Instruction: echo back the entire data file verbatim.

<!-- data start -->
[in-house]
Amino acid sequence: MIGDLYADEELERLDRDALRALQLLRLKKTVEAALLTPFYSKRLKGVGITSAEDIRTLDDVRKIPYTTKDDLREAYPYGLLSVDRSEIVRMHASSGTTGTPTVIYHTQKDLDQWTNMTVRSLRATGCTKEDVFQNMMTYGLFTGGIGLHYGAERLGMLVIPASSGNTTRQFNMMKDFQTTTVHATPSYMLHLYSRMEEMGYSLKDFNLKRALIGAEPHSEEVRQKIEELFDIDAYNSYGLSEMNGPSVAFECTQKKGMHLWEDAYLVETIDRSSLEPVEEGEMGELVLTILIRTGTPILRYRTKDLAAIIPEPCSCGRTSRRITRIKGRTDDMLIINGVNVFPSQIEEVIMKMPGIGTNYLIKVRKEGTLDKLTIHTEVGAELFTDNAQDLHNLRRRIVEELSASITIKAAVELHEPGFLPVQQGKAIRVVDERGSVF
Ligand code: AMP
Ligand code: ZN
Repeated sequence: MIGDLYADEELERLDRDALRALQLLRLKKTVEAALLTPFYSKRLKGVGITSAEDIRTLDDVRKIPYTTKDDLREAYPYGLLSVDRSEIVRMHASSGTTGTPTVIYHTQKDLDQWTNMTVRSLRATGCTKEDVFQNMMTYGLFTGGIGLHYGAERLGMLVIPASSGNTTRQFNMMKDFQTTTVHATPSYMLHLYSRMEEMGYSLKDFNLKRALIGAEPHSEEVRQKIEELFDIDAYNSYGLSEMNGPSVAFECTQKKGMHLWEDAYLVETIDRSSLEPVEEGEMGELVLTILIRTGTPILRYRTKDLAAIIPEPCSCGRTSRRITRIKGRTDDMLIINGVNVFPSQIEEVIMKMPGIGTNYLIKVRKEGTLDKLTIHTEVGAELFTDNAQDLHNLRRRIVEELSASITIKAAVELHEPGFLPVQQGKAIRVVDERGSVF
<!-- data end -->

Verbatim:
[in-house]
Amino acid sequence: MIGDLYADEELERLDRDALRALQLLRLKKTVEAALLTPFYSKRLKGVGITSAEDIRTLDDVRKIPYTTKDDLREAYPYGLLSVDRSEIVRMHASSGTTGTPTVIYHTQKDLDQWTNMTVRSLRATGCTKEDVFQNMMTYGLFTGGIGLHYGAERLGMLVIPASSGNTTRQFNMMKDFQTTTVHATPSYMLHLYSRMEEMGYSLKDFNLKRALIGAEPHSEEVRQKIEELFDIDAYNSYGLSEMNGPSVAFECTQKKGMHLWEDAYLVETIDRSSLEPVEEGEMGELVLTILIRTGTPILRYRTKDLAAIIPEPCSCGRTSRRITRIKGRTDDMLIINGVNVFPSQIEEVIMKMPGIGTNYLIKVRKEGTLDKLTIHTEVGAELFTDNAQDLHNLRRRIVEELSASITIKAAVELHEPGFLPVQQGKAIRVVDERGSVF
Ligand code: AMP
Ligand code: ZN
Repeated sequence: MIGDLYADEELERLDRDALRALQLLRLKKTVEAALLTPFYSKRLKGVGITSAEDIRTLDDVRKIPYTTKDDLREAYPYGLLSVDRSEIVRMHASSGTTGTPTVIYHTQKDLDQWTNMTVRSLRATGCTKEDVFQNMMTYGLFTGGIGLHYGAERLGMLVIPASSGNTTRQFNMMKDFQTTTVHATPSYMLHLYSRMEEMGYSLKDFNLKRALIGAEPHSEEVRQKIEELFDIDAYNSYGLSEMNGPSVAFECTQKKGMHLWEDAYLVETIDRSSLEPVEEGEMGELVLTILIRTGTPILRYRTKDLAAIIPEPCSCGRTSRRITRIKGRTDDMLIINGVNVFPSQIEEVIMKMPGIGTNYLIKVRKEGTLDKLTIHTEVGAELFTDNAQDLHNLRRRIVEELSASITIKAAVELHEPGFLPVQQGKAIRVVDERGSVF